Group Therapy vs Mother’s Birthday Showdown

Just a quick post. I have got myself into a right disaster here. My mother was 70 in September, and not having a clue what to get her, I bought her a couple of days in Edinburgh for said city’s Christmas markets. My usual terror of the phone prevented me from having the bloody sense to ring one of her friends and ask if they would be available to attend. So, with a reluctance I shouldn’t be allowed to feel, I booked myself on the flights with her.

No problem. Not my idea of an exciting few days, but whatever. If my mother enjoyed it, that was the main thing.

Moving on. Having discussed the potential group therapy with my therapist, it was agreed that I would go ahead with it. At our last individual session last week, I said to him, in relation to same, “well, I’ll see you in a fortnight then.” The fortnight in question is up on Tuesday coming when the group assembles for the first time.

I was sitting about picking my arse yesterday when I realised with horror that the Edinburgh trip is from Monday to Wednesday coming. It clashes with the first group therapy session.

My therapist had been very clear – and the confirmation letter I received about the group reiterated the point – that (presumably aside from acute illness, bereavement etc) clients are expected to attend every week. Holidays and suchlike are, ideally, to be booked around the group – and where this isn’t possible, the facilitators should be advised well in advance.

That’s bad enough, but how can I miss a first session?!

The Man’s immediate reaction was:

Ring your mother. Get one of her friends to go with her instead. Offer to pay easyJet’s ridiculous price to change the name on the booking.

Readers, I would. But it’s my mother’s 70th birthday present, and she thinks we’re going to have some wonderful bonding mother-daughter love-in time (which translated into my language means booze and food.) If I don’t go on this trip, she’ll be absolutely gutted.

If I don’t go to my first group therapy session, I might not be able to go to the rest of them. And if would be probably this time next year before another one comes up – if it does at all.

I can’t believe how completely moronic I’ve been. The Edinburgh trip just went entirely to the back of my mind since I booked it in September. I never joined the dots nor added two to two. A clash never even occurred to me, because the two things existed in different parts of my head and in my life.

The logical thing to do, perhaps, would be to ring my therapist’s office and beg them to let me miss it but attend the second one (though that’s not ideal for me personally, walking in there to a group that’s already familiarised itself with each other – but whatever). My terror of the phone and of potential confrontation is strongly preventing me doing this, however. I could email them, but the disadvantage of that is that words on a screen cannot prove a person’s sincerity and/or enthusiasm. And, much as I’m petrified of this group, I genuinely do want to go to it.

Advice? Please?

14 comments on “Group Therapy vs Mother’s Birthday Showdown

  1. Addendum: in a difficult situation such as this I’d normally ask my non-phone-phobic mother to beg on my behalf. Unfortunately, she doesn’t know the nature of the therapy, and I don’t want her to – which ergo prevents her from knowing the organisation that runs it, and thus contacting it 😐

    I’m such a dick!

  2. Since you’re asking for advice, here’s what I’d do. I get the phone phobia problem, I struggle with it also. Assuming your mother is not toxic to you, I’d send an email to T, explain, beg forgiveness and the chance to go to week 2. Phone might be better, but anything done promptly is better than nothing.

    An annoying situation, but it could happen to anyone IMO. Good luck!

    • Thank you so much Ellen 🙂 I have a good relationship with my mother so couldn’t hurt her like this unless there was absolutely no way to avoid it (illness or whatever) – but gah! I’m scared shitless of this therapy but really think it’s worth doing too, so it’s difficult.

      Anyway, I’m taking your advice – I’ve drafted an email (below). It really would be better to call them but even thinking about it sends me reaching for Diazepam so agreed; any prompt action is better than none!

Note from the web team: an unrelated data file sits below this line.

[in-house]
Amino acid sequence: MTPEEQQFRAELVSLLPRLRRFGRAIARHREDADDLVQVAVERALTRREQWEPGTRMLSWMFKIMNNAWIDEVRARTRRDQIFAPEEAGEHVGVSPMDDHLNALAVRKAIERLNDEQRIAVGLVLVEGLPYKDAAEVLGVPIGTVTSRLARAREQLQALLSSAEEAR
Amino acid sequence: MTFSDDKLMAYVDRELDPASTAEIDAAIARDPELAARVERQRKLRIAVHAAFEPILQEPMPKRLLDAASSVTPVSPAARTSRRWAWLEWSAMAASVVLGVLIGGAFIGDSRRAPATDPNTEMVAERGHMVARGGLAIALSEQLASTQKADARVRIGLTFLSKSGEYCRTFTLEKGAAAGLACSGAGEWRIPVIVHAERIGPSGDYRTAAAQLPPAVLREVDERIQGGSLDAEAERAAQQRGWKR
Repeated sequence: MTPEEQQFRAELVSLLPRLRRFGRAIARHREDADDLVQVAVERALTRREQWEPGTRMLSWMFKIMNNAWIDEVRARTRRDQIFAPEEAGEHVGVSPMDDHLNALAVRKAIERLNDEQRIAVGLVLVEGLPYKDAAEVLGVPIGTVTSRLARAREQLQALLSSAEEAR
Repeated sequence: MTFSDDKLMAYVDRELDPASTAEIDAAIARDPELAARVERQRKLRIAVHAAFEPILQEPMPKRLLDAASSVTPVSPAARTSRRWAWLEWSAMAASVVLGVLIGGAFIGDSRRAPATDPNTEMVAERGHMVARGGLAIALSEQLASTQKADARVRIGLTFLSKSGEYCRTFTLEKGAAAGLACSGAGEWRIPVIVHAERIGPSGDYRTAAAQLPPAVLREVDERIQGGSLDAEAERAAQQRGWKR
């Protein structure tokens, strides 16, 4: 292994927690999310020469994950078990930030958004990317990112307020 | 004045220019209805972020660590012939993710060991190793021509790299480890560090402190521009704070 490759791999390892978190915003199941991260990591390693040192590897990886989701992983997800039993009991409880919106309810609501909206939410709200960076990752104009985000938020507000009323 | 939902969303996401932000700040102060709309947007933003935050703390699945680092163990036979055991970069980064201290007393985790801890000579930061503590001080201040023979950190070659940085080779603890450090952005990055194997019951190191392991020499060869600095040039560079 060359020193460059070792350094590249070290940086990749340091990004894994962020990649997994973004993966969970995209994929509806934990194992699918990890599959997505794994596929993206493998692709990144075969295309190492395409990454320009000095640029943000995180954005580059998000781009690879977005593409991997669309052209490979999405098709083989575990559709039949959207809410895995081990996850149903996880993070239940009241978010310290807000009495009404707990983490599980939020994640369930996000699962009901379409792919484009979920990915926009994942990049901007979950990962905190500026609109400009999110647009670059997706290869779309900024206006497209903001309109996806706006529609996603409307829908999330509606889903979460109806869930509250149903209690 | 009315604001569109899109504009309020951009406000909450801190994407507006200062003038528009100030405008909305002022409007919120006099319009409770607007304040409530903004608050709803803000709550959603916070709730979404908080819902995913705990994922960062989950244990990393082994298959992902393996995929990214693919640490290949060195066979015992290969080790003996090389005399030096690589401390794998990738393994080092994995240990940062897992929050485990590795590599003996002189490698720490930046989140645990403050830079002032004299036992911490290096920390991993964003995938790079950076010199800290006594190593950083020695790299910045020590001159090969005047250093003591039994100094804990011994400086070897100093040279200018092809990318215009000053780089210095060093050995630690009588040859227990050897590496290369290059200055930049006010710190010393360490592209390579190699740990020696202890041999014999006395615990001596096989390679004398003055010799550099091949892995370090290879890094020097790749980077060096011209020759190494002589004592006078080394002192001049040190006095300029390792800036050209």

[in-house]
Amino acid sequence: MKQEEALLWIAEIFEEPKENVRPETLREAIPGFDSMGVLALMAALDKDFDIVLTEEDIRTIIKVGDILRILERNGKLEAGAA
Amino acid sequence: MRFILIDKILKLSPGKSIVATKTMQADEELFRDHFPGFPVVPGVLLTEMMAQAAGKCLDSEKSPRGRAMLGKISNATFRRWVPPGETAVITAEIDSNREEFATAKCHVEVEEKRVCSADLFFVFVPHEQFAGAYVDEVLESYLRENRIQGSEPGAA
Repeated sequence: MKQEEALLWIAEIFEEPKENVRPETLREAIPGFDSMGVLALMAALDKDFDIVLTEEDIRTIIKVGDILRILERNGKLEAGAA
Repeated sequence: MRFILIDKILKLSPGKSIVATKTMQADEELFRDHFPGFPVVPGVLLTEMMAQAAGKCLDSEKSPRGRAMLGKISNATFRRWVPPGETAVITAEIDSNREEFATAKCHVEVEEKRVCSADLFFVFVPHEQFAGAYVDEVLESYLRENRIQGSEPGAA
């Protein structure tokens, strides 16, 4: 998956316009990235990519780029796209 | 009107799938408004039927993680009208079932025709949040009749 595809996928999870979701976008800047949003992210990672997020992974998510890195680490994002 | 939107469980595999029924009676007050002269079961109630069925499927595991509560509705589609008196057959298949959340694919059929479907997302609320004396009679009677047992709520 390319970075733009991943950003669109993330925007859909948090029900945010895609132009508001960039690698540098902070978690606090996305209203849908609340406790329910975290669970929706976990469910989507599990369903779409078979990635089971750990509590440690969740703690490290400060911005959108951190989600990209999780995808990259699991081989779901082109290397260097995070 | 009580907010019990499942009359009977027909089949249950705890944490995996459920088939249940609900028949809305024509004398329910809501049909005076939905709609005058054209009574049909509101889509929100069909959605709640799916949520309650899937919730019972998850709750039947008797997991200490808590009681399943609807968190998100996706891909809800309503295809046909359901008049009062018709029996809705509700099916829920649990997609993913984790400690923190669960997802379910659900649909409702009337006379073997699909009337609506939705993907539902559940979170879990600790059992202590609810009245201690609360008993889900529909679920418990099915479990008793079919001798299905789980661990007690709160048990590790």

Thanks again. I’ll let you know how it goes!

      Take care

      Karen xxx

  3. What about going/driving to the therapy centre & talking to them in person? (If I were in your shoes, my mother’s birthday would trump the therapy session, although the choice you have to make here is very, very awkward indeed.)

    • Thanks Gitty.

      Yep, Mum’s birthday has to ultimately trump it, I agree – I just wish I’d realised the clash earlier, at least my therapist would have been aware of it. He might even have been willing to put it back a week if he’d had plenty of warning because the dates were only relatively recently decided upon for certain 😐

      Anyway, I’m going to email them first, but if they want to talk about it more, I’ll certainly go and see them in person. If I could even get 10 minutes to talk to my therapist, I’d welcome it – he’s not an unreasonable man, but obviously that’s seen better in person rather than over the internet. I’ll see what the secretary says – if he’s interested in talking to me, that would be great.

      Anyway, thanks again 🙂

      Take care

      Karen xxx

  4. Karen, goodness, that is quite a dilemma! First, no need to beat yourself up over a scheduling snafu. It happens. Also, I totally and completely and entirely understand your phone phobia!!!! I feel your pain!!!!

    I’m leaning toward you going with your mom. I know that is a putting someone else before ourselves decision, but sometimes it’s just the nice thing to do. I have TONS of mom issues, but I still love her dearly. Therapy groups come and go. Most of us only have one mom.

    I would give calling my therapist a try. Typically with my therapist, on the rare occasion that I call, I tend to reach the receptionist who takes a message and then my T calls me back in-between patients. Waiting for his call is almost as brutal as phoning in the first place! But, I know that when he does call back an hour or two later, it’s my T and I know I’m safe. (Of course, I’ve been going to my therapist for three years and know the office staff well. So there is a higher level of comfort.)

    Regular attendance in groups is obviously important, not only for the attendees, but for the group as a whole. So, skipping group sessions for no good reason is unacceptable. However, who in the group would want you to miss a birthday trip with your mother knowing it would hurt her and you?

    I could easily make the argument for skipping the trip and going to the group therapy session. Both decision would be very valid and understandable. You are definitely in a tough spot!! I just happen to be a bit of a sucker for family -so I lean toward choosing mom over the group (and perhaps yourself).

    But please don’t beat yourself up so badly. It was an honest oops. And, you are definitely not the only person with a phone phobia!!!!! I can’t tell you how utterly entirely I can relate!!!!